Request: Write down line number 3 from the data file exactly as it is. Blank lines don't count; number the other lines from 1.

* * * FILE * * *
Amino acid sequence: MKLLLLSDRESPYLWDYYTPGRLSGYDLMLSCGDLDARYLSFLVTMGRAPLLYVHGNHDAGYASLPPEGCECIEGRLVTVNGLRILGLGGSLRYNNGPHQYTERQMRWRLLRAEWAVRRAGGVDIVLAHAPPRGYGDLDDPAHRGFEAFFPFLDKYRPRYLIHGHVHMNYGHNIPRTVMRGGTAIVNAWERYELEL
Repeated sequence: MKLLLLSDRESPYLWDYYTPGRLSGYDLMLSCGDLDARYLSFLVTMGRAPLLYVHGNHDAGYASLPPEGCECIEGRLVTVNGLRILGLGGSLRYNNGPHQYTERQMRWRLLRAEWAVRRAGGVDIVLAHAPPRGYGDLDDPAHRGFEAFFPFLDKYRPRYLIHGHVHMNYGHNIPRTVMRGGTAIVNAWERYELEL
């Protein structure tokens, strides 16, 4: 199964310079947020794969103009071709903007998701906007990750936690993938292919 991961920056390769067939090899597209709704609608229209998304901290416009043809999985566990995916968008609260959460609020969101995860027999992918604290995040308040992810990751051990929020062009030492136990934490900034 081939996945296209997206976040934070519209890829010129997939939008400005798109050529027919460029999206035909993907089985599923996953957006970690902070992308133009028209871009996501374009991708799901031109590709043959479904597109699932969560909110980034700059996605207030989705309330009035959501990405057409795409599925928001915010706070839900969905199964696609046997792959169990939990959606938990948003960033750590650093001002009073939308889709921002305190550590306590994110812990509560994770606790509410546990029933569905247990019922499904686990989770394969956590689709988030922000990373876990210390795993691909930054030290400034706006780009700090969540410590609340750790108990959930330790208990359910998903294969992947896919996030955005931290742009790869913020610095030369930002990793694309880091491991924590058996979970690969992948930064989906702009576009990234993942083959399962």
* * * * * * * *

């Protein structure tokens, strides 16, 4: 199964310079947020794969103009071709903007998701906007990750936690993938292919 991961920056390769067939090899597209709704609608229209998304901290416009043809999985566990995916968008609260959460609020969101995860027999992918604290995040308040992810990751051990929020062009030492136990934490900034 081939996945296209997206976040934070519209890829010129997939939008400005798109050529027919460029999206035909993907089985599923996953957006970690902070992308133009028209871009996501374009991708799901031109590709043959479904597109699932969560909110980034700059996605207030989705309330009035959501990405057409795409599925928001915010706070839900969905199964696609046997792959169990939990959606938990948003960033750590650093001002009073939308889709921002305190550590306590994110812990509560994770606790509410546990029933569905247990019922499904686990989770394969956590689709988030922000990373876990210390795993691909930054030290400034706006780009700090969540410590609340750790108990959930330790208990359910998903294969992947896919996030955005931290742009790869913020610095030369930002990793694309880091491991924590058996979970690969992948930064989906702009576009990234993942083959399962």